What should I know about Chapter 13 bankruptcy?

Authored By: GeorgiaLegalAid.org
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Chapter 13 bankruptcy

Chapter 13 bankruptcy laws


What is Chapter 13 bankruptcy?

A Chapter 13 bankruptcy is mainly used by people who have regular sources of income. You would have to pay a portion of your income to your creditors until your debt or a percentage of it has been paid. As in a Chapter 7, a trustee is appointed by the court to handle your property. The advantage of a Chapter 13 is that you would probably be allowed to keep any secured property (like a home or car) where you had fallen behind on the loan.  Generally, creditors receive more money than they would receive from you if you had filed a Chapter 7 bankruptcy. The court must approve your repayment plan.


When should I file for Chapter 13?

Since a Chapter 13 bankruptcy involves a long commitment and a payment plan. It makes sense to only file a Chapter 13 bankruptcy case in limited circumstances, such as:

  • You own a home with more than $21,500.00 in equity ($43,000.00 if you and your spouse are filing a joint bankruptcy case);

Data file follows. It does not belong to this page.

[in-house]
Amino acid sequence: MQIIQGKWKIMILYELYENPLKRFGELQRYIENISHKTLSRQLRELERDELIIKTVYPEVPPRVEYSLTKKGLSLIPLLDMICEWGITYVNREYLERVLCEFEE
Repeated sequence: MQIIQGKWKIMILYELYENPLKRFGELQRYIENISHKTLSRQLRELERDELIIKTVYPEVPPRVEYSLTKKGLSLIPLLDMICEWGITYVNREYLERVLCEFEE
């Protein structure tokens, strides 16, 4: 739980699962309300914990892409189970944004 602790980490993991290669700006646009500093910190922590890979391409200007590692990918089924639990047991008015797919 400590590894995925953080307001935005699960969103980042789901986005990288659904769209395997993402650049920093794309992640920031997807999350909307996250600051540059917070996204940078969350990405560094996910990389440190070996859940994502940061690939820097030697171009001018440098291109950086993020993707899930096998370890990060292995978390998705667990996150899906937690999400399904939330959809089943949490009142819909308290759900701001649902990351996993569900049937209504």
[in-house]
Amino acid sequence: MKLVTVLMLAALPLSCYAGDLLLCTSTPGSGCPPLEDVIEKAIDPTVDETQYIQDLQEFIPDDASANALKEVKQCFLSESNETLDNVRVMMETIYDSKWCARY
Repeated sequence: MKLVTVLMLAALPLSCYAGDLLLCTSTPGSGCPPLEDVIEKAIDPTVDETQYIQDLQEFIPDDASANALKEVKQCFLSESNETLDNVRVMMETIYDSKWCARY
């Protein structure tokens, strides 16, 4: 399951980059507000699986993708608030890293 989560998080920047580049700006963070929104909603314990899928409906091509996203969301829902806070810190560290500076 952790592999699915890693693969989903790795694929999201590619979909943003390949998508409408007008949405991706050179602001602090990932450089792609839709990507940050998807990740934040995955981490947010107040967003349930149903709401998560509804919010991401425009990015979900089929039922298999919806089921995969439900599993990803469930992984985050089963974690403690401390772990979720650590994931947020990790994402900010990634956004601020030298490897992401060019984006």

• You are behind on your mortgage and need time to catch up;

  • You have received a discharge in a Chapter 7 case within 8 years of needing to file again;

  • You have too much income to file a Chapter 7 case; or

  • Your main debts are ones that cannot be discharged, but can be spread out over time to give you relief on a monthly basis.

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What are my rights in Chapter 13?

As of 2019, you have the right to file for Chapter 13 if your:

  • unsecured debts are less than $419,275, and 

  • secured debts are less than $257,850. 

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What are my responsibilities in Chapter 13?

Before you file a bankruptcy case, you are responsible for participating in credit counseling. 


A Chapter 13 lasts from three to five years, but no longer than five years from the date of filing of the bankruptcy. You must strictly follow the repayment plan. For a Chapter 13 case to work, you are responsible for showing that you make enough income to make the payments in your payment plan. These payments will include monthly fees to the bankruptcy trustee. The court will dismiss your Chapter 13 case if you cannot show that you have the ability to make your payments going forward.